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Between Montgomery and Gaza

Mainstream columnists’ justification of Israeli violence against Palestinian protesters sounds a lot like condemnations of black civil rights activists five decades ago.

Palestinians celebrate while they watch two boats from the Free Gaza protest group arrives August 23, 2008 in Gaza City, Gaza. Abid Katib / Getty Images

When a government guns down dozens of members of an oppressed group engaging in civil disobedience, it’s natural to feel any number of emotions: shock, sorrow, anger.

But if you felt any of these at the sight of Israel’s brutal repression of Palestinian protesters last week, the mainstream press has a message for you: don’t worry about it.

The Washington Post editorial board labelled the protest — which saw Palestinians try to cross the border fence between Gaza and Israel before being met with tear gas and bullets, both real and rubber — a new type of “war,” one in which Hamas deployed “nominal civilians” to carry out civil disobedience “in the calculation that many would be killed.” The endgame, according to the editorial, was “moral and political defeat for Israel.”

The New York Times’ Tom Friedman charged Hamas — Gaza’s ruling party that is widely, and wrongly, cast as the driving force behind the protests — with carrying out “an act of human sacrifice.” “When you throw thousands of your youth, the flower of your youth, against an Israeli fence, supposedly to get in Israel, some of them surrounded by Hamas fighters, it was inevitable that a lot of people were going to get killed,” he said. “Israel was not going to open the border to them, and Hamas knew that.”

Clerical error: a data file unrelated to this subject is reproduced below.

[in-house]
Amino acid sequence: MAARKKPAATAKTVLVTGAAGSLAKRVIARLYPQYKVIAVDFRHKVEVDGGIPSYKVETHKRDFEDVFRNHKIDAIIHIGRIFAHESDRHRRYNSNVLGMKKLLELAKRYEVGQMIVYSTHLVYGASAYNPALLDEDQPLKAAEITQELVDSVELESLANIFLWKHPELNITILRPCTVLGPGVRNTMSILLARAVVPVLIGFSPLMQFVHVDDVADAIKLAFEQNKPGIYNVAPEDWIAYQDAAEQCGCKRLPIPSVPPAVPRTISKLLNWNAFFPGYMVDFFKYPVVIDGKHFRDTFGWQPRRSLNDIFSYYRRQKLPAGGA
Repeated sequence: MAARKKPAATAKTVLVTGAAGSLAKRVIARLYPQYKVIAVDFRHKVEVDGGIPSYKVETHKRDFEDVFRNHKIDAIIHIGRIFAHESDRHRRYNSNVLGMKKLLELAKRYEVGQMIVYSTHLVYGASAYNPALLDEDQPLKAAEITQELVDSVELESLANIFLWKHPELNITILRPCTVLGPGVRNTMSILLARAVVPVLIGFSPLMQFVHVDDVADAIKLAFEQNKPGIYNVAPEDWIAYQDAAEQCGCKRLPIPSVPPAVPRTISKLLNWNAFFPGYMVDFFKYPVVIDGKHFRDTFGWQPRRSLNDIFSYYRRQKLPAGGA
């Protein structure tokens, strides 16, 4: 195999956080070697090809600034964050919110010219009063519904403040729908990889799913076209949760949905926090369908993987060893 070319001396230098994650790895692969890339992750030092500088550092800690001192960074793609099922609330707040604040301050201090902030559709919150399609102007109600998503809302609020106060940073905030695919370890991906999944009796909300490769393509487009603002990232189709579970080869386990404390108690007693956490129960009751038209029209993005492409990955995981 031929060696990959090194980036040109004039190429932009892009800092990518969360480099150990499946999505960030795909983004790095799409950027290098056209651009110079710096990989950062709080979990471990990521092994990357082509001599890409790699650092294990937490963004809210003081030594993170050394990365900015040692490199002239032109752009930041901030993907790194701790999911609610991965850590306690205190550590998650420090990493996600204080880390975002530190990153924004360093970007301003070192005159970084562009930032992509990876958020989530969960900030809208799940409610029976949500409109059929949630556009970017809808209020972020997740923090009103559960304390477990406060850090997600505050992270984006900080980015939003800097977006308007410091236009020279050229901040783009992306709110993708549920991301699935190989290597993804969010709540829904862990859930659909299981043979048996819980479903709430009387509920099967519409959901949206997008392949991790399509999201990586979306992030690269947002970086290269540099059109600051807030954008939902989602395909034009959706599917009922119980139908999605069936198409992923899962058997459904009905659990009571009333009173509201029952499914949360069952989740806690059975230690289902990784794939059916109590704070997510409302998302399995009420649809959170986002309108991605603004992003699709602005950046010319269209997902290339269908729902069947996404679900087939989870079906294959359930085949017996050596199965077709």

“We’ll surely hear a great deal about the misery of Gaza,” wrote conservative columnist Bret Stephens. “Try not to forget that the authors of that misery are also the presumptive victims.”

Stephens questioned why there was no outrage over the fact that “Hamas kept urging Palestinians to move toward the fence” even after Israel warned protesters not to, or why women and children were apparently at the front lines. “Elsewhere in the world, this sort of behavior would be called reckless endangerment,” he fumed. “It would be condemned as self-destructive, cowardly, and almost bottomlessly cynical.”

The Times’ other conservative columnists were in agreement. David Brooks called the Palestinians’ “theatrical thinking,” aimed at creating “a martyrdom performance that will show the world how oppressed we are,” both “cynical” and “messianic.” Meanwhile, Bari Weiss complained on Bill Maher’s show that the protests appeared to have been timed to coincide with the opening of the new US embassy in Jerusalem in order to create the most damaging photo-op possible. “Let’s not fall for a trap that is being set by a theocratic, authoritarian group that are sending women and children to be human shields,” she said.